Carbon output is a hot topic today (pardon the depressing pun). Unless you’ve been living under a rock on Mars, you have surely seen the increasingly urgent news about our planet’s climate crisis. Global warming is causing destructive wildfires, increasingly violent storms, dangerously rising tides, and more. These scary aspects of climate change are due in large part to the human burning of carbon fossil fuels.
If we want to have a habitable place to live for the future we can’t count on some billionaire to colonize the moon. Earth is all we’ve got, so we need to quickly take action on the matter of carbon emissions.
Numerous countries around the world are starting to enact legislation to either force industries to become cleaner or incentivize them via taxes. The European Union recently proposed a carbon border tax that would essentially tax carbon emissions on goods made outside of the E.U. A similar idea is being floated in the United States.
The talk about carbon output often focuses on “dirty” sounding industries or obvious culprits like gas-guzzling SUVs. Celebrities proudly renounce the idea of flying on private jets in the name of reducing greenhouse gases. But there’s an inconvenient little secret that doesn’t get much attention: e-commerce logistics is one of the biggest carbon culprits, contributing to 10% of the overall global carbon footprint.
Explaining the Problem E-commerce Logistics
While e-commerce shopping is considered to be more carbon-efficient than shopping in brick and mortar stores, e-commerce is still a major carbon outputter. Goods are often shipped to faraway places where there aren’t very green options for delivery. Additionally, returned items are more common with online shopping than with in-person shopping (it is difficult to gauge how that bikini will look without trying it on, after all). Those returned items end up making a long shipping journey twice.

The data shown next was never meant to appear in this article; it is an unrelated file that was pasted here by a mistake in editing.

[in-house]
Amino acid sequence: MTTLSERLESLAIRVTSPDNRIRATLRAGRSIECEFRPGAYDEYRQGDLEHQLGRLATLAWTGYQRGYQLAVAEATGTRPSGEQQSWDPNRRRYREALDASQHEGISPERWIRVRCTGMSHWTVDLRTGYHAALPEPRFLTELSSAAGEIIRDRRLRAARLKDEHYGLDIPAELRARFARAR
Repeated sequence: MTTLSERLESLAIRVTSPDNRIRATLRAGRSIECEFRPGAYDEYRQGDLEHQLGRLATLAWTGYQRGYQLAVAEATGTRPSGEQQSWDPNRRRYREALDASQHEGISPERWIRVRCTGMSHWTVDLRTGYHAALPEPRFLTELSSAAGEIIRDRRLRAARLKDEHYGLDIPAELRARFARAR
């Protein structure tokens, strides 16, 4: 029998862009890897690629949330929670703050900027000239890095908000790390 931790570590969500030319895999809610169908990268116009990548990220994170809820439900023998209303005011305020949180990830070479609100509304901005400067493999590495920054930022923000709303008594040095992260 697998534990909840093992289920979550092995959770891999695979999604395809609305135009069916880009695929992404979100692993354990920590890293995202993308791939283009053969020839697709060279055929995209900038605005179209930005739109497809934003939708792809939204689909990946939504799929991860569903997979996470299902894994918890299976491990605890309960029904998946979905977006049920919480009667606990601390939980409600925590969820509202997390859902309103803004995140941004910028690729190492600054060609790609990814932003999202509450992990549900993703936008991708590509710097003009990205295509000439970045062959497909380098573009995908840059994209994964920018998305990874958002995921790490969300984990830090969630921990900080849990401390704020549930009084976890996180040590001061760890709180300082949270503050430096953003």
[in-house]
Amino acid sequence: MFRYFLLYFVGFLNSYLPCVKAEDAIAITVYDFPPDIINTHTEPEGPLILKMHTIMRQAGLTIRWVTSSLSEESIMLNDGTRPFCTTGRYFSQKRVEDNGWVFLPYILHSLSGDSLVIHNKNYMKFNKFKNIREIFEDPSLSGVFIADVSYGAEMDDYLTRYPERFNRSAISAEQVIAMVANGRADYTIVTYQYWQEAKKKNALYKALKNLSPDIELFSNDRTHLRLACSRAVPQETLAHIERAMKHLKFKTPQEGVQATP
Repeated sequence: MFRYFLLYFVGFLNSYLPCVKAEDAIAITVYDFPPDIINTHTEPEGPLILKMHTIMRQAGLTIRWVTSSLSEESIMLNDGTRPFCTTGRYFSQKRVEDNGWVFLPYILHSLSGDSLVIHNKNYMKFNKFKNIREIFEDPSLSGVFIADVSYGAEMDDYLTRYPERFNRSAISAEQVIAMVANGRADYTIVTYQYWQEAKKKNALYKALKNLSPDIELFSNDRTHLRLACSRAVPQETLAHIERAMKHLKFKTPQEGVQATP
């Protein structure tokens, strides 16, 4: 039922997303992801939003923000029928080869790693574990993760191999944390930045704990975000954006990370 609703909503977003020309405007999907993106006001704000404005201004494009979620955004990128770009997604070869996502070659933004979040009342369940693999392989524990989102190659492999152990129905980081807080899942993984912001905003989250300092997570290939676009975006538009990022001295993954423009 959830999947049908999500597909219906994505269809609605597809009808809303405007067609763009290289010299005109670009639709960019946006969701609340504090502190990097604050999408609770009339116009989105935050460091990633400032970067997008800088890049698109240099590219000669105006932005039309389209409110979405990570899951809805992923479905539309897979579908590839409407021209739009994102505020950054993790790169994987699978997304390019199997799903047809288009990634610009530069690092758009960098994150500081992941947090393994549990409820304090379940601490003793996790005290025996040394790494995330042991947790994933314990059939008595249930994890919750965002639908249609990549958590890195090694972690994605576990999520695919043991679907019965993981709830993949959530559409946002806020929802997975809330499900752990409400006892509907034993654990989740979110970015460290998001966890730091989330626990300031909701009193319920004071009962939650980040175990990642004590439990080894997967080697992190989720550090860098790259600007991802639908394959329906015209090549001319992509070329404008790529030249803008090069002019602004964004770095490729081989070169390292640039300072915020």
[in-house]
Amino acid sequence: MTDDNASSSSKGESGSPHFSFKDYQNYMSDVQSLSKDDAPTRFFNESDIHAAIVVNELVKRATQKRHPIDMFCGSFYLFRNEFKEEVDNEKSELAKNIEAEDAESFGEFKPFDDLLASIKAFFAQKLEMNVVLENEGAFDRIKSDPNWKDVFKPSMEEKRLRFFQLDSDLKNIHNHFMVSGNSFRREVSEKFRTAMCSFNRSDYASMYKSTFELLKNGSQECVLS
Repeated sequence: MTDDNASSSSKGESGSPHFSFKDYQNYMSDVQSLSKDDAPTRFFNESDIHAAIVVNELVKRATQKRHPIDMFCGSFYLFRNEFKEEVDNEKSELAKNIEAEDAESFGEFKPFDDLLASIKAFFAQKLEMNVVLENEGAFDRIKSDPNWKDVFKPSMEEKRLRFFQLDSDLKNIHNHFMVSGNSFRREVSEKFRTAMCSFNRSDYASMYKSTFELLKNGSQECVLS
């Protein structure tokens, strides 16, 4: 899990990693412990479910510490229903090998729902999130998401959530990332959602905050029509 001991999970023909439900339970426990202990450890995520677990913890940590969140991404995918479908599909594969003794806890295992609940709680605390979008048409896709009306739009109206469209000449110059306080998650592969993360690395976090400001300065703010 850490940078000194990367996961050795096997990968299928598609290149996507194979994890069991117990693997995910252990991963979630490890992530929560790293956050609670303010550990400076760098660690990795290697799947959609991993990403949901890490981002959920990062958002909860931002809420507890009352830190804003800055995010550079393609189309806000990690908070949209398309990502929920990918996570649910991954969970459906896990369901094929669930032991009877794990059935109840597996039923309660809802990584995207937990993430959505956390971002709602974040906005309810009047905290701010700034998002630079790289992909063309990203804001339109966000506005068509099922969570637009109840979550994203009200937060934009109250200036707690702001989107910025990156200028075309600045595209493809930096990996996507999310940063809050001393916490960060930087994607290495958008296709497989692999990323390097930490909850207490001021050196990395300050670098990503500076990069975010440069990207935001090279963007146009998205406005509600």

Consumers are starting to become more mindful of their carbon footprint, but most would not be willing to give up online shopping, especially during pandemic quarantines. Thankfully there is now a way for e-commerce retailers to meet their consumers’ desires to be greener.
A Step To Greener Fulfillment
Manifest is a fulfillment solution principled upon carbon neutrality (as well as zero plastics and other sustainable practices). Manifest partners with Eco-Cart to provide carbon offsets that ensure carbon neutrality from end to end. If you’ve always wondered what the heck that actually means, you’re not alone. A carbon offset is basically money funneled towards projects that will counteract the carbon output of the purchase. Organizations like Eco-Cart use these funds to support projects like forestry and renewable energy.
A passion for climate action is what brought the Manifest team together, and now we need your help. As an online retailer, your concern for the environment is what will help us make a real change in the e-commerce logistics space. Learn more about joining our movement towards a greener supply chain.